Strongman Programming

Shannon Green of Warrior Performance in Australia has a thick accent. My mate Tom says, “I live here and sometimes I don’t know what he’s saying.” But the words that come out of his mouth are top notch, and he can make you a strongman. His favorite hobby is competing in strongman competitions (he also makes good coffee, but that’s neither here nor there). We did a post on how to train for strongman as a beginner, and today’s post is a sequel in that it discusses programming for someone that has transitioned into primarily training for an event.

Shannon is quick to point out that there’s no best way to train for strongman and that most guys will figure out their own unique template that they’ve adapted to. They know their body and figure out what works for them, and that’s why Shannon considers establishing “table tennis strength” important before doing heavy event training. By getting strong, the trainee will have a good understanding of how their body adapts to stress as well as experience with lifting and training. Heavy events are progressions or variants of different strength lifts, but their dynamic nature demands experience, balance, and connective tissue strength.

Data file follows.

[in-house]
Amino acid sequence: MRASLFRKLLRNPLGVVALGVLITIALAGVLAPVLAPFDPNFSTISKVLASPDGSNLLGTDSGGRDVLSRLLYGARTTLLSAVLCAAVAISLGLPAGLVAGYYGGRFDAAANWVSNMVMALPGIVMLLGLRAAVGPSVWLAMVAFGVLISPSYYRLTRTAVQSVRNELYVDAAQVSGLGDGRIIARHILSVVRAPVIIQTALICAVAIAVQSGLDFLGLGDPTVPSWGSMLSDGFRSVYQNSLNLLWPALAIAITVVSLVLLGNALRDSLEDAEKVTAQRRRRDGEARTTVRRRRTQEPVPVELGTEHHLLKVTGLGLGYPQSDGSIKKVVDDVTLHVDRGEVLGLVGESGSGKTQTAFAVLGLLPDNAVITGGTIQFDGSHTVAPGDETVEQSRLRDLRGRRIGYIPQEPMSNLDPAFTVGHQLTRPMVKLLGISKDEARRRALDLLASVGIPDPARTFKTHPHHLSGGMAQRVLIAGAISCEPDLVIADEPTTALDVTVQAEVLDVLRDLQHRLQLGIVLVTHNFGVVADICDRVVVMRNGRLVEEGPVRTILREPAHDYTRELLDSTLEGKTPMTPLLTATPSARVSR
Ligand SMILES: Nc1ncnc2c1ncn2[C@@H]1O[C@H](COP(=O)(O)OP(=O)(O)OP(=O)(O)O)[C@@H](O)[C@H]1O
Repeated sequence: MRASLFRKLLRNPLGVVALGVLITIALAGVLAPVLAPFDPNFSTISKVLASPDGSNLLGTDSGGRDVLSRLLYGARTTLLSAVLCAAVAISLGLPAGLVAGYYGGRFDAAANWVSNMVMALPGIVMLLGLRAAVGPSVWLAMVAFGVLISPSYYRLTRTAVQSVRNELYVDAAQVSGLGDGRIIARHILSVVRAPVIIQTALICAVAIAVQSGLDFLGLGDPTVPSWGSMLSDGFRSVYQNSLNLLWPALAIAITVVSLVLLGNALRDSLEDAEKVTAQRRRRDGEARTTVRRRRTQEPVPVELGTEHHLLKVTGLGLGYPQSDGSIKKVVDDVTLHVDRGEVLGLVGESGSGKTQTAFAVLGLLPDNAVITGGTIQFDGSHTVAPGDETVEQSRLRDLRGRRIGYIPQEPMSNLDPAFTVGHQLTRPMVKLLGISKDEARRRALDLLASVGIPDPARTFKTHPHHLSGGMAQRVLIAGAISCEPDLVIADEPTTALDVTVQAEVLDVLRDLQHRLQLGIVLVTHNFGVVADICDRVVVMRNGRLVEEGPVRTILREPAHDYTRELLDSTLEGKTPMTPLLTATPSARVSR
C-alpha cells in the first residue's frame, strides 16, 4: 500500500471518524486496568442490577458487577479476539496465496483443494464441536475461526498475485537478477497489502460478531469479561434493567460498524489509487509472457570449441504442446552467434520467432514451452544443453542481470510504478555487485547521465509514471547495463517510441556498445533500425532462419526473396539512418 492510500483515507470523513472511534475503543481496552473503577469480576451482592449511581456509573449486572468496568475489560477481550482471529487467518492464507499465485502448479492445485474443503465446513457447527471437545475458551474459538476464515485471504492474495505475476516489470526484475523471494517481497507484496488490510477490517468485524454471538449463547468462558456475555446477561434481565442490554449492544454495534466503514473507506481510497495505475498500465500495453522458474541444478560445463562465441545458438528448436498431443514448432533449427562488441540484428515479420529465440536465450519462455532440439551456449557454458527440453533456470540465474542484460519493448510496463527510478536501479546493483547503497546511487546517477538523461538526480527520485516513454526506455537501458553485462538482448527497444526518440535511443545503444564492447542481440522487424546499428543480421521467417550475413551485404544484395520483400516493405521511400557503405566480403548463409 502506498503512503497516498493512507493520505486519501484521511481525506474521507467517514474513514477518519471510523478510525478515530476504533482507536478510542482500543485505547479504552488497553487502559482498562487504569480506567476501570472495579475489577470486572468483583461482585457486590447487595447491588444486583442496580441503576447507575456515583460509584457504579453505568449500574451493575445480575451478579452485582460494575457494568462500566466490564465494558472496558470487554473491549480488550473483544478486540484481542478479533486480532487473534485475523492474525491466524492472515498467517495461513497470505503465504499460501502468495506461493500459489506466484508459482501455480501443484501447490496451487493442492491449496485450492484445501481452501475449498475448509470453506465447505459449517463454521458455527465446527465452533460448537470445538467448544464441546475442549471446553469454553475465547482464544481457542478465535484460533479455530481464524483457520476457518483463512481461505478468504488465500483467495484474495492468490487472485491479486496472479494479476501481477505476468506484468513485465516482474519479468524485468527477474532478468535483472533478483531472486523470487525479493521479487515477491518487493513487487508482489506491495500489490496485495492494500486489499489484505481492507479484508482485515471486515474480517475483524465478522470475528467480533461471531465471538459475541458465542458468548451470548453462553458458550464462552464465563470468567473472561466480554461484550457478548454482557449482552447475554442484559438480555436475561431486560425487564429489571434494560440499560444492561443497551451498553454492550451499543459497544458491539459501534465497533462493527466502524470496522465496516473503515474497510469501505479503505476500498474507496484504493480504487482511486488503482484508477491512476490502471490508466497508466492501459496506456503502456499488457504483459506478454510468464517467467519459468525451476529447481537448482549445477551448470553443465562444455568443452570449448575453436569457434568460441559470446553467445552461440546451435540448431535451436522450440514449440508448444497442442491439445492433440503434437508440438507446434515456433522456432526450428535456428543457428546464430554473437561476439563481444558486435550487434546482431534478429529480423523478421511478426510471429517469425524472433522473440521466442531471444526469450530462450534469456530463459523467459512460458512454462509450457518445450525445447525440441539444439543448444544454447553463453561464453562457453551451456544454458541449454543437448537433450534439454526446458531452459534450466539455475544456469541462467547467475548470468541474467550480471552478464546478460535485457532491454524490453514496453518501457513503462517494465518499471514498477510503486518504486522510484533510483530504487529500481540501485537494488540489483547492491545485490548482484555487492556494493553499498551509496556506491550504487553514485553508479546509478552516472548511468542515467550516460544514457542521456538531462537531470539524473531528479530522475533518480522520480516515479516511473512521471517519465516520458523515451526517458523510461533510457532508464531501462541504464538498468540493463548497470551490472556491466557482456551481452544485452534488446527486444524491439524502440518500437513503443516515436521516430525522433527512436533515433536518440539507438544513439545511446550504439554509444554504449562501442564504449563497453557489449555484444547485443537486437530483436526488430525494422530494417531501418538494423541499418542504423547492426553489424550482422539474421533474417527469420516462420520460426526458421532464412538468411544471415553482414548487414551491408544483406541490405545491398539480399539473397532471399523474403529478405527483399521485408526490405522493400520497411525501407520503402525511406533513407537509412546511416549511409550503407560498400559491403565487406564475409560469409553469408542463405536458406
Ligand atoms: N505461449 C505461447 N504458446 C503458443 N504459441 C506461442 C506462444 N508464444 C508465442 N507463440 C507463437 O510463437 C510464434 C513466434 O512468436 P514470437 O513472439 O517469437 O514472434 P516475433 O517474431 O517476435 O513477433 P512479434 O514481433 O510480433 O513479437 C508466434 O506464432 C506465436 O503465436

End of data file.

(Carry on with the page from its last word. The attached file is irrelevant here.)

Shan with the yoke


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After transitioning into event training (as discussed in the first post), Shannon suggests develop a base with the event activities. As with any new activity, take it easy with the events at first and develop the technique first while progressing them slowly. Meanwhile, continue getting stronger in the gym. Below are two programming template examples.

Shan’s Template